All procedures are undertaken in the clinic operating theatre under local anesthetic tumescence (Klein type) alone.  Some patients elected to have a pre-med of oral Lorazepam 1mg 1hour before the procedure. We use one and two hole 1.5mm, 2mm & 3mm diameter liposculpture canulae and use a criss-cross (fanning) liposculpture technique. The liposculpture is performed anterior to the platysma. The marginal mandibular nerve and indeed all major vessels, nerves and endocrine gland structure lie deep to the platysma. We have found that the progressive development of a fibrous mesh support that occurs over several months is as important as the actual volume of fat removed. We have encountered no significant infections, bleeding or neural damage with this technique.
Following the liposculpture (either contemporaneously or a later date), suture lifting in the cheek and/or midface is undertaken in manner of the Serdev methods described earlier.
There seems to be a logical advantage when possible in delaying suture lifting until after the maturation of the liposculpture occurs over several months as swelling is diminished and tissue contraction maximized. The ptosed and redundant submandibular neck tissues can be seen to have been elevated and the mentocervical angle generally improved to 90-120 degrees. This is inherently associated with elongation of the neck which in itself is a very pleasing esthetic phenomenon. The soft tissue neck redundancy and ptosis having been corrected allows for powerful and secure percutaneous suture lifting, theoretically possible in all methods. However our own experience favors the combined cheekbone lift and midface lift in the manner of the aforementioned Scarless Serdev SutureR methods. [Figures 1. & 2.]
Risks and major side effects are few when these techniques are properly mastered.
The combined risks and side effect profile of both treatment methods include infection, vascular trauma, neurological trauma, endocrine gland trauma and suboptimal outcomes.
In practice we have only experienced very occasional and trivial side effects that have resolved either spontaneously or with minor interventions. Specifically with percutaneous suture lifting, capture of dermal tissue in the sutures can result in skin tethering.However with experience and careful technique this risk can be minimized and if necessary corrected by tissue manipulation or even careful subcision.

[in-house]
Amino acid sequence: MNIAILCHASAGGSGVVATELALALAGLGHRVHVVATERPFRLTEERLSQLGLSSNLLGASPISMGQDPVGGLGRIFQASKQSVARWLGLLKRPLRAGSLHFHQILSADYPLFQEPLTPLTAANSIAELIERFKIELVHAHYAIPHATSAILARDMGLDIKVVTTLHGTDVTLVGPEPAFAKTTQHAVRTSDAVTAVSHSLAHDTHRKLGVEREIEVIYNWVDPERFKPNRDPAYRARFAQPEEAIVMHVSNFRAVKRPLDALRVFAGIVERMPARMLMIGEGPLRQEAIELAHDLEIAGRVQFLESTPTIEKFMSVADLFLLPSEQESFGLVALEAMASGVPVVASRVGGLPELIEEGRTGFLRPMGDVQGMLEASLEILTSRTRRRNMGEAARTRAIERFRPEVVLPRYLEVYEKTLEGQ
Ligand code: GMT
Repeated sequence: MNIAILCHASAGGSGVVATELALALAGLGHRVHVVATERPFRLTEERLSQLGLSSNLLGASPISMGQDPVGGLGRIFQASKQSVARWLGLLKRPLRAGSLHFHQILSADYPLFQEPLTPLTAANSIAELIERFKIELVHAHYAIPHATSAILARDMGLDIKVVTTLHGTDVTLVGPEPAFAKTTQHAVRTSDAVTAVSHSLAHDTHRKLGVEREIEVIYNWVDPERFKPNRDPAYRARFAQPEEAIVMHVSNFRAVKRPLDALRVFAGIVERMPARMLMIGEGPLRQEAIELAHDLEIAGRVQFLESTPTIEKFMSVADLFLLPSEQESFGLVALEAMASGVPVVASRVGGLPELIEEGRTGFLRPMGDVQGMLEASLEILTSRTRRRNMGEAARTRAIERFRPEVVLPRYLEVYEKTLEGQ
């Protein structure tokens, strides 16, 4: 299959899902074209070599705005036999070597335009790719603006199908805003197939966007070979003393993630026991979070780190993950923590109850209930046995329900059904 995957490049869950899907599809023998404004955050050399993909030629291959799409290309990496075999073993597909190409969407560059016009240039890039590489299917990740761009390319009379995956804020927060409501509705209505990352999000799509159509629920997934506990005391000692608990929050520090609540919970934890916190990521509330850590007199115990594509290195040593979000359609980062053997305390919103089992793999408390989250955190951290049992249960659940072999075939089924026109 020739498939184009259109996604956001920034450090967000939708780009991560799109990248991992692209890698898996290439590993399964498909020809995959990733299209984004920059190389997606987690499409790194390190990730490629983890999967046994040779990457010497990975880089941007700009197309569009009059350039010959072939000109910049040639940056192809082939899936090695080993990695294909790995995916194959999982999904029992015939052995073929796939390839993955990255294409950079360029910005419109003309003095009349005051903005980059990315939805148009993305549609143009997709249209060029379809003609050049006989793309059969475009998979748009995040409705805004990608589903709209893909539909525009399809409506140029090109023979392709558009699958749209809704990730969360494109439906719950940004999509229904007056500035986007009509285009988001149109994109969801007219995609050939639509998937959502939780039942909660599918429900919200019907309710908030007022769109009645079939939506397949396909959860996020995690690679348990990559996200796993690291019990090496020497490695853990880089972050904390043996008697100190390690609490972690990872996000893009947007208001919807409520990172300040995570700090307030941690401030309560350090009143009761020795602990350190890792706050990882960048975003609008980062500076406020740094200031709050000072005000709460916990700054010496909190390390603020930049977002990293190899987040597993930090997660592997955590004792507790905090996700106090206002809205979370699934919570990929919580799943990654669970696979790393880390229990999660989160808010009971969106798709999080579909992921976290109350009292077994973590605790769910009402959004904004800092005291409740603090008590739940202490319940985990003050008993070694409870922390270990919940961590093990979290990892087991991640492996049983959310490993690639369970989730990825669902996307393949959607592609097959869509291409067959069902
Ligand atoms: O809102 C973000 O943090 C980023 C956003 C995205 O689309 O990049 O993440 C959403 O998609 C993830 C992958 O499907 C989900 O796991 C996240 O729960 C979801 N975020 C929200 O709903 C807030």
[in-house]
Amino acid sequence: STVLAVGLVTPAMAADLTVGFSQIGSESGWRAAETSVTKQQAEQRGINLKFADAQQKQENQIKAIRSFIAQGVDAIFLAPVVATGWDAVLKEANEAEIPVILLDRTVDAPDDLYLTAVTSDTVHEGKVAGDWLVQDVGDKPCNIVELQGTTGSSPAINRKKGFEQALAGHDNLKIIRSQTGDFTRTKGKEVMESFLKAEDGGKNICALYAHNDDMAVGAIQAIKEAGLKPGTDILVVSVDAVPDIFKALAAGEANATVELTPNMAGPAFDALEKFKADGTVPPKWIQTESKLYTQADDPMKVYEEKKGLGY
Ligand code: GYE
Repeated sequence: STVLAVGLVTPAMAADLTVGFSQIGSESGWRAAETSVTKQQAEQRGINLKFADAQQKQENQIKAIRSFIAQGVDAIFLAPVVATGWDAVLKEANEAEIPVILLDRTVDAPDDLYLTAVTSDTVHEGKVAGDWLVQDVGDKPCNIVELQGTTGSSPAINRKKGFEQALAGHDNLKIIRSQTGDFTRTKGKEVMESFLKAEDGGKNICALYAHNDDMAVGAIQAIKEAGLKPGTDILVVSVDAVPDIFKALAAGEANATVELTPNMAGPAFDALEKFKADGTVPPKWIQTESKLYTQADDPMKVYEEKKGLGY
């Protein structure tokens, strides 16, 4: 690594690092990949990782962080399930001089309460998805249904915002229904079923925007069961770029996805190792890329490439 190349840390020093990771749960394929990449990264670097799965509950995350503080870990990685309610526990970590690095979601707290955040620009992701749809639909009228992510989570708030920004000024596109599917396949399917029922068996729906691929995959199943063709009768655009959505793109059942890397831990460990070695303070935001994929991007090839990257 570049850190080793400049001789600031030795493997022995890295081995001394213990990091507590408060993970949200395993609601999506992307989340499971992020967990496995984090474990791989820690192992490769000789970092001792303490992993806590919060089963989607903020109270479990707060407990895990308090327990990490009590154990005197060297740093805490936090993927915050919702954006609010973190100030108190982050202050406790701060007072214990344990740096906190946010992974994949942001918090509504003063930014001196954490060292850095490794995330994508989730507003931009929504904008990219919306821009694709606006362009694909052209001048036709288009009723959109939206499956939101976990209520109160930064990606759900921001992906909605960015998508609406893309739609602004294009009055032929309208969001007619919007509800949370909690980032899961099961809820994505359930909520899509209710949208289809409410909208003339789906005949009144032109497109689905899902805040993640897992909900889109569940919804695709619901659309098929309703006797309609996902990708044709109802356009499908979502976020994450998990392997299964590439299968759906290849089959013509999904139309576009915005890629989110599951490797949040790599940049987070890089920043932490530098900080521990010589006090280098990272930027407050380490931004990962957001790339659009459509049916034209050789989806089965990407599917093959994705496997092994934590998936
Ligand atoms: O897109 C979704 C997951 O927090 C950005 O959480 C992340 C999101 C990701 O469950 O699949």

Importantly for patient acceptance, both minimally invasive facial suture lifts and liposculpture techniques are easily achievable under local anesthetic alone. If required local anesthesia can be augmented by mild sedation.
The universal popularity for non-invasive aesthetic facial enhancement using commercial soft tissue fillers, botulinum toxin and skin photothermics/ lasers is well justified with excellent outcomes possible in the hands of creative surgeons. However none of these therapies can significantly elevate or suspend ptotic soft tissues.
Accordingly many surgeons continue to advocate formal invasive face lifting in such circumstances, resulting in permanent scars, significant risks and all too often unnatural looking outcomes. We find such invasive methods unnecessary as well performed and technically advanced percutaneous suture lifting can produce very pleasing and natural outcomes without scars.
While some percutaneous suture lift treatment failures have been reported in the literature, the authors have attained very pleasing outcomes using some of the innovative percutaneous suture lifting techniques in the manner outlined in this chapter. In cases of moderate to heavy submandibular fat accumulation, significantly improved suture lifting outcomes are likely if prior or contemporaneous submandibular liposculpture is undertaken.
Finally it worthy to observe that utilizing minimally invasive techniques places a high demand on the innovative instincts and skills of the treating surgeon. Patient expectations are for a significant esthetic facial enhancement to be achieved without the imposition of scars. Limited surgical field access makes this objective particularly challenging. Non-invasive procedures such as percutaneous suture lifting generate the quest for creative design that inevitably requires review and adaption. Ultimately elegant procedures yielding excellent surgical results predominate and are in turn a tribute to those surgeons who both invent and successfully modify them.